Dorgan, Lott Vow to Invalidate Media-Ownership Vote … Again

FCC Chairman Martin Pressured by Senators to Delay Vote on Media-Ownership Rules
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Sens. Byron Dorgan (D-N.D.) and Trent Lott (R-Miss.) made it clear Wednesday that they will do whatever they can to try to stop Federal Communications Commission chairman Kevin Martin from holding a December vote on media-ownership rule changes.

If Martin does try to "ram through" that vote, Dorgan said, they vowed to use a rarely seen procedural move, a resolution of disapproval, to invalidate it -- so rare that the first time it was used was the last time the FCC tried to deregulate ownership.

The Senate voted to approve a similar bill when the FCC passed deregulatory rules back in 2003 -- a bill also introduced by Dorgan and Lott. But the Republican-controlled House did not vote on it, and it was superseded anyway by a court's staying and eventual remand of the rules back to the FCC for better explanation.

It is that review Martin was hoping to vote on by the end of the year after 18 months of review and hearings and comment.

But Dorgan and Lott, at a Capitol Hill press conference Wednesday, said that would be a rush to judgment. They also said they were working on other possible legislative efforts, including requiring the FCC to complete a separate proceeding on the effects of consolidation on broadcast localism.


Dorgan said that they could have that bill done in the next week or so. The resolution disapproving the FCC rules would have to wait for the December FCC vote, if it happens.

Dorgan, as he has in the past, decried the "voice-tracking" practice in radio that allows a DJ to talk about a beautiful day in the Midwest from a basement in Baltimore. The issue was fresh in the Senators mind, with the press conference coming immediately after a Senate Commerce Commitee hearing, of which he is a member, on the future of radio. Media ownership had been a topic of much discussion.


The two senators last week sent a letter to Martin asking him to slow down so that the FCC could do more fact-finding and public vetting of the effects of consolidation on localism and minorities and women.

Asked how much Republican support Lott had on his move to rein in consolidation, Lott said the administration didn't agree with them last time, adding, "Sometimes you start out as the Lone Ranger and you wake up with 62 votes."

Asked about opposition from the Bush administration to his effort, he extended the popular culture metaphor, with a southern twist, saying: "Frankly, my dear, I don't really care a whole lot what the administration might think." But he also said he didn't think this would be an issue the administration would be pressuring him on. "This is just something I think is right vs. wrong," he added.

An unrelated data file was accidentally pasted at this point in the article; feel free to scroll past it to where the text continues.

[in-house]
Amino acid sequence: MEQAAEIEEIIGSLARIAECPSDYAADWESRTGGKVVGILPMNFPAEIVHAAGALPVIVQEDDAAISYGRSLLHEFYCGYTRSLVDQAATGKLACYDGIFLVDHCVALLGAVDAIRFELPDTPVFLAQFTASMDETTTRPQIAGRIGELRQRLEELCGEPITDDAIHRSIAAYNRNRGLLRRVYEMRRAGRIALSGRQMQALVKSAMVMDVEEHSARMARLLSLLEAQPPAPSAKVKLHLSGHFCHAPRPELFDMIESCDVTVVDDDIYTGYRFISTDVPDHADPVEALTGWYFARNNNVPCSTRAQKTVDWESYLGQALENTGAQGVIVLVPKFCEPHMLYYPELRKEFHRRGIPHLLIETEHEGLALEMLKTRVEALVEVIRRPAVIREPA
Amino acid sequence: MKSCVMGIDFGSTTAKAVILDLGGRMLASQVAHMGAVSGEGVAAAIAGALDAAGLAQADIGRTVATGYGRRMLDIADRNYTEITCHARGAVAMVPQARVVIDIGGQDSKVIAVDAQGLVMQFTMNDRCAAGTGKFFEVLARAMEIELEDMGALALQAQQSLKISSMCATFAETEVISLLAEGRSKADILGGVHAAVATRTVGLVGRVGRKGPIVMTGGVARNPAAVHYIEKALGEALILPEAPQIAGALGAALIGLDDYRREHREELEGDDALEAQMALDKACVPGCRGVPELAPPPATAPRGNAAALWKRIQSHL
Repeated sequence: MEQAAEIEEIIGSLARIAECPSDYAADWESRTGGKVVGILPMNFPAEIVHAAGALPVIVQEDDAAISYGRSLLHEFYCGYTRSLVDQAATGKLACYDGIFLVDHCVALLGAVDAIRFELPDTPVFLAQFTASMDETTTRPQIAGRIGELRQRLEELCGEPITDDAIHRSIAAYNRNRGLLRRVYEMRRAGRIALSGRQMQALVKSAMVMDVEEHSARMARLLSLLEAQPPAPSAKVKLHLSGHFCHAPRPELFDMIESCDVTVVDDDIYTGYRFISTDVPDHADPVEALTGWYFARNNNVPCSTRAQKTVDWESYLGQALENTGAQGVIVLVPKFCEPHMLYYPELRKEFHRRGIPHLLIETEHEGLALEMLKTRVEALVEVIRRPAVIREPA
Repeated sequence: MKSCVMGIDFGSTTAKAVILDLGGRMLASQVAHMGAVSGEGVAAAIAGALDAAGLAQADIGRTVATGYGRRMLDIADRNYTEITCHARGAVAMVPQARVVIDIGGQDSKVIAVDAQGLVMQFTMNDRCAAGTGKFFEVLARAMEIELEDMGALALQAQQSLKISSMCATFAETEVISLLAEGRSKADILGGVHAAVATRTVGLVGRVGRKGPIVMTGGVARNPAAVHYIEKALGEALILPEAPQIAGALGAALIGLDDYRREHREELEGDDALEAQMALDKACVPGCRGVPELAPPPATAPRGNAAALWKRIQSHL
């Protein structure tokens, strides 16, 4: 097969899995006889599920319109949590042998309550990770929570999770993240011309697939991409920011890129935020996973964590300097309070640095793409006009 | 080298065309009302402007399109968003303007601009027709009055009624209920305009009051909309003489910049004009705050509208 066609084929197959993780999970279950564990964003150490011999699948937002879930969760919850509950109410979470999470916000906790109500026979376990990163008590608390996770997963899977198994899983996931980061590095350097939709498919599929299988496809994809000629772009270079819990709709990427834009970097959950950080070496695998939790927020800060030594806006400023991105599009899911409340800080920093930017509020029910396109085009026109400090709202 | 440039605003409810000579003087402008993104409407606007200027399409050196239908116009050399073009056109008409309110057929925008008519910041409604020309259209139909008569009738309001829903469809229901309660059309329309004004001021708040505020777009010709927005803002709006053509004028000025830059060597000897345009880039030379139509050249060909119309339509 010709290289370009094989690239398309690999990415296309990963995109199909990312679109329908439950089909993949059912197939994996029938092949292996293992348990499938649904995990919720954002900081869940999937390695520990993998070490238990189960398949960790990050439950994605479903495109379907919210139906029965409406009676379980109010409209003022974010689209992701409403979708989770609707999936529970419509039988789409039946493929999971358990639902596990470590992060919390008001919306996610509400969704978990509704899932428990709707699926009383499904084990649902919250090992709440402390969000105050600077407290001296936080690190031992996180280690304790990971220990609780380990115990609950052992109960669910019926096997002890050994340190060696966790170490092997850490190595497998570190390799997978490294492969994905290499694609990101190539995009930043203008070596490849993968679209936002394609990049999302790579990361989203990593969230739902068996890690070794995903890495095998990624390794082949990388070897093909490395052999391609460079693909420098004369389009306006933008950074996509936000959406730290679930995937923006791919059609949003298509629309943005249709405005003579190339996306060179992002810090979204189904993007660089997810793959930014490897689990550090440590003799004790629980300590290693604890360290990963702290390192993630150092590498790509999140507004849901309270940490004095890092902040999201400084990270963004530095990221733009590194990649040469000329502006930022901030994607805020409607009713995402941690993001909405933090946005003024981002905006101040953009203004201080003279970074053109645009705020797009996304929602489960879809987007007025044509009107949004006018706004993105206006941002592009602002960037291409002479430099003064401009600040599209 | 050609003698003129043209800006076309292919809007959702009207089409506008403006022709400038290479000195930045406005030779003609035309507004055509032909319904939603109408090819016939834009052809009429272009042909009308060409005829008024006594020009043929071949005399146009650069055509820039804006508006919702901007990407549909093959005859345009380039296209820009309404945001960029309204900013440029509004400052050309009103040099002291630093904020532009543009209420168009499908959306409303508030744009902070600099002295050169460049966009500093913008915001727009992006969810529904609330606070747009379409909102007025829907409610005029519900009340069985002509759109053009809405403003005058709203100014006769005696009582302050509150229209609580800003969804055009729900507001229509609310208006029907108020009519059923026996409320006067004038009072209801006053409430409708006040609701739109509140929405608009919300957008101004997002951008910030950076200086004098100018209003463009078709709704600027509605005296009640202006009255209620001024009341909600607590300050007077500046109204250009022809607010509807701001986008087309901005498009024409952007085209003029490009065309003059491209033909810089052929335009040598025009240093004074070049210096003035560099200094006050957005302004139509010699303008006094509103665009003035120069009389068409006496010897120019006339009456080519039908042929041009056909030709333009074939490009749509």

Dorgan suggested that there was "very substantial support" for slowing the FCC down, adding, "I have had Republicans and certainly a lot of Democrats talk to me about being very interested in supporting this effort to make sure that the public interest is not thwarted in this process that the FCC is about to embark upon," although he declined to give any names. He said there could be other initiatives, and that there would definitely be a hearing in the Commerce Committee.

Lott conceded that media ownership was not an issue he was getting a lot of constituent calls about, but he suggested that the issue was personal. He said he used to have his own local weekly radio show, Panther Speaks, back in Pascagoula, Miss., where they talked about the local weather and the local grocery store. "You can't get that anymore," he added. "That local station is piped in from I don't know where."

The senators clearly did not like Martin's timetable, but they did not have any specific one of their own.

Dorgan wants the commission to finish a separate localism proceeding opened by Martin's predecessor in 2003 to try to get the 2003 rule changes adopted by separating the content issues from the procedural ones. According to an FCC source, Martin plans to release a report on localism in the next couple of weeks, having decided to roll those findings into the general rule review rather than on a separate track.

Dorgan also wants proceedings on public-interest standards and minority issues. "The fact is that the FCC has not moved forward in a serious, thoughtful way to allow people to weigh in on those issues," he said. Then he wants to turn to ownership issues, which, he added, should not be further relaxation.

"It's not just about time," Lott said, "but what you do in that time," although he added that a delay of a vote until early next year would help. Dorgan said they were seeking "the right timing, the right process and the right result." For them, that result would be no further deregulation, with Dorgan adding that any relaxation of the rules "goes in the wrong direction."

The rules as proposed in 2003 would do away with the ban on new newspaper-broadcast combinations in the same market and allow a single owner to own more stations in smaller markets. The new rules, although they have not been released, would likely also do away with the cross-ownership ban, which even the courts suggested the FCC had justified scrapping, but might not loosen the duopoly rules if that was going to mean an immediate trip back to court by those who challenged the rules in the first place.

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